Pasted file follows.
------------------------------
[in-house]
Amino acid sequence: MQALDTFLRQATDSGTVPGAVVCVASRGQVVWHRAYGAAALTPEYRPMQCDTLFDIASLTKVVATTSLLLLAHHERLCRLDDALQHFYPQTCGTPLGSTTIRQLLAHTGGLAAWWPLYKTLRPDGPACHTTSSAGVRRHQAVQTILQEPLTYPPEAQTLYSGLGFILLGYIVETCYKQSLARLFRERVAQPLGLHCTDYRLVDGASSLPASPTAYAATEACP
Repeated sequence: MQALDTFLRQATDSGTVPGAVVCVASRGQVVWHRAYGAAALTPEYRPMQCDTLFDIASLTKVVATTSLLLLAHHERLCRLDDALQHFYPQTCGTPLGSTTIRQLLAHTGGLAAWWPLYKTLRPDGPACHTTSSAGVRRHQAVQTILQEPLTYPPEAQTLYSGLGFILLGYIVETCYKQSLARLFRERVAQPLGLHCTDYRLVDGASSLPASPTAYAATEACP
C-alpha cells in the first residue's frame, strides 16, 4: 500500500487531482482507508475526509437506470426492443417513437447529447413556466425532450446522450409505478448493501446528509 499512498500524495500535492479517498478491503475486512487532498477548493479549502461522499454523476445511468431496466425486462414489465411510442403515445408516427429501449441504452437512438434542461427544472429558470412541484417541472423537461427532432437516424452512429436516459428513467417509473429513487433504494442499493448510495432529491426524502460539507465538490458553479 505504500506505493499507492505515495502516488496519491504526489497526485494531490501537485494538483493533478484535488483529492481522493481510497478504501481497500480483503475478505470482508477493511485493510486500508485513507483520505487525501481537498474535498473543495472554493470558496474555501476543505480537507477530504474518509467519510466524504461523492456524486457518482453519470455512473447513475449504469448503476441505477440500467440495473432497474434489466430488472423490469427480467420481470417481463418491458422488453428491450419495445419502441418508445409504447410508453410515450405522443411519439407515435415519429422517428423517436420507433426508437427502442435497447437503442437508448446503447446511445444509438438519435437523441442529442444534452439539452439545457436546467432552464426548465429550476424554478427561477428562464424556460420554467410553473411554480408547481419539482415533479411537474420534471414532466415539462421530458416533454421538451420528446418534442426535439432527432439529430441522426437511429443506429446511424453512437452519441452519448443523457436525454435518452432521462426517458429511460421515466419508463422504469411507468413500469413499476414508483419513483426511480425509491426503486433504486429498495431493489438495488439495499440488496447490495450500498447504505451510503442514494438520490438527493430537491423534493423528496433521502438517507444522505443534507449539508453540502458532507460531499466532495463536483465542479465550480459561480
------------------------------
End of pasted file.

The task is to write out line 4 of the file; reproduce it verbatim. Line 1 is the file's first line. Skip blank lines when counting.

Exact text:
C-alpha cells in the first residue's frame, strides 16, 4: 500500500487531482482507508475526509437506470426492443417513437447529447413556466425532450446522450409505478448493501446528509 499512498500524495500535492479517498478491503475486512487532498477548493479549502461522499454523476445511468431496466425486462414489465411510442403515445408516427429501449441504452437512438434542461427544472429558470412541484417541472423537461427532432437516424452512429436516459428513467417509473429513487433504494442499493448510495432529491426524502460539507465538490458553479 505504500506505493499507492505515495502516488496519491504526489497526485494531490501537485494538483493533478484535488483529492481522493481510497478504501481497500480483503475478505470482508477493511485493510486500508485513507483520505487525501481537498474535498473543495472554493470558496474555501476543505480537507477530504474518509467519510466524504461523492456524486457518482453519470455512473447513475449504469448503476441505477440500467440495473432497474434489466430488472423490469427480467420481470417481463418491458422488453428491450419495445419502441418508445409504447410508453410515450405522443411519439407515435415519429422517428423517436420507433426508437427502442435497447437503442437508448446503447446511445444509438438519435437523441442529442444534452439539452439545457436546467432552464426548465429550476424554478427561477428562464424556460420554467410553473411554480408547481419539482415533479411537474420534471414532466415539462421530458416533454421538451420528446418534442426535439432527432439529430441522426437511429443506429446511424453512437452519441452519448443523457436525454435518452432521462426517458429511460421515466419508463422504469411507468413500469413499476414508483419513483426511480425509491426503486433504486429498495431493489438495488439495499440488496447490495450500498447504505451510503442514494438520490438527493430537491423534493423528496433521502438517507444522505443534507449539508453540502458532507460531499466532495463536483465542479465550480459561480